I hope to find some time to work again on that idea. I think that using a chip with Galileo E5 and GPS L5 could help due to their better multipath properties, especially when we have access to the pseudorange and Doppler measurements. My plan is to track a Sprint training with my smartphone (a lot of current smartphones have incredible GNSS functionalities) and use the observations directly to estimate the position in the allowed areas of the map. I think that this could work quite well.

    If anyone here has also worked on this problem, or would like to exchange ideas, just leave a comment.

    • @Axel: Thanks for interesting comment. I think TracTrac’s solution is actually very similar to yours (but without having in-depth knowledge), i.e. I don’t think they use pre-defined routes, but rather the concept of “forbidden areas”; if the GPS reports a “forbidden position” it chooses the “closest logical place” using some “smart” method (or in TracTrac’s case it looks like the method isn’t that smart yet). E.g. it doesn’t look like it uses any “maximum speed” constraint as the GPS-position is allowed to jump from one side of the building and back in speeds of >100 km/h. Of course, when working in real-time such a constraint is tricky to implement as you might actually be on the other side of the building than what you first estimate, and then you somehow have to “move” the estimate to the other side of the building. However, at that time the best approach would be to re-calculate back in time and move the old track to a more probable track (with physically possible speed) instead of only updating the new position and not caring about the previous error.

      The main problem, however, is that the raw GPS-data from the Knock-Out Sprint was really lousy for some runners. In 2DRerun you find the raw GPS-signals (before correction) – if you look at the final men here http://3drerun.worldofo.com/2d/?server=em.club.tractrac.com&eventid=6ab2de10-54c3-0139-b02a-60a44ce903c3&liveid=ee826c90-923f-0139-27a2-60a44ce903c3 – you can see that the GPS-data is a lot worse than you would expect from a normal GPS-watch for some of the runners. E.g. for Kyburz it is really, really bad, and I can’t see any algorithm fixing that. For Fosser on the other hand it is quite good, and here I think at least a post-process algorithm could do very well (live might be more tricky, but if you accept fixing retrospectively when you see that the algorithm was wrong, then it might be good). If you are interested, I can provide you with the GPS-data from the Knock-Out Sprint Final if you want to run it through your algorithm – but of course you would also need the OCAD-file from the organizers.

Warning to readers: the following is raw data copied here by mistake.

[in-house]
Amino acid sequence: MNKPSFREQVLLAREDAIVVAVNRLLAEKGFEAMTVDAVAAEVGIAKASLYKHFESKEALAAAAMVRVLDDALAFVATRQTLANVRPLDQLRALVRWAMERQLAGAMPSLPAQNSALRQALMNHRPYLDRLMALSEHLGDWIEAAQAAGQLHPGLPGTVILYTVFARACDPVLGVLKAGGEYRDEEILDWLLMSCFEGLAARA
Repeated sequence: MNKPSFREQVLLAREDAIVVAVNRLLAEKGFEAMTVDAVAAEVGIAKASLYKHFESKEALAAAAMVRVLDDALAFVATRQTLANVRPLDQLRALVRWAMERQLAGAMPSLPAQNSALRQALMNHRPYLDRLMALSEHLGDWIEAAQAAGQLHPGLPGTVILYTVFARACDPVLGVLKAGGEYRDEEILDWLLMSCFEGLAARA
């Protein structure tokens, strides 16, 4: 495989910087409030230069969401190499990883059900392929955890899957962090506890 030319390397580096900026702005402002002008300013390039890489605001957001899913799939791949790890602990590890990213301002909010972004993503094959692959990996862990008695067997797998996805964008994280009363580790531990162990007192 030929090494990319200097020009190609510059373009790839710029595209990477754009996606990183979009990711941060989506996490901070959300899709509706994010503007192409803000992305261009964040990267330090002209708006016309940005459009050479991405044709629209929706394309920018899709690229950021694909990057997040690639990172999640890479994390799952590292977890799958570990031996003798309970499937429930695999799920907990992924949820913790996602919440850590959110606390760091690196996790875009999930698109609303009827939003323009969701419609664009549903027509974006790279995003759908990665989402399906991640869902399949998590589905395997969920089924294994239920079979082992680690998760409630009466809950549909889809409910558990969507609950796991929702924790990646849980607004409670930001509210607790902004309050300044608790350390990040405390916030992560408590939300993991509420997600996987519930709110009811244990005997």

I think the only option to get better results here is L1+L5 multifrequency and/or fusing GPS-data with IMU-data (although that is also a bit tricky) and/or using beacons to improve the accuracy (as used for indoor navigation). I did some testing in a Swiss town with the 10 Hz Catapult GPS that we use for detailed analysis in e.g. XC-skiing, and that was at least not good enough (on the other hand I don’t think they really use the IMU-data to improve the GPS-data there). BTW, I didn’t manage to get a lot better accuracy out of my smartphone, even if it has multifrequency GNSS-functionality implemented – please let me know if you get it to work (and which App you use for recording).

      • @Jan: I have looked at the raw tracks in 2DRerun. I think you are right. If a track looks like that of M. Kyburz or A. Heimdal, then it is too late for an improvement. Even by relaxing the real-time requirements (for GPS tracking a small delay is acceptable I think, maybe 5-10 s or even more?) and using information “from the future”, there is no way to reconstruct the trajectory. Things have gone wrong earlier in the processing chain. If I find the time in the next weeks I might give it a try and see if I can reach a robust improvement with the better tracks from that competition.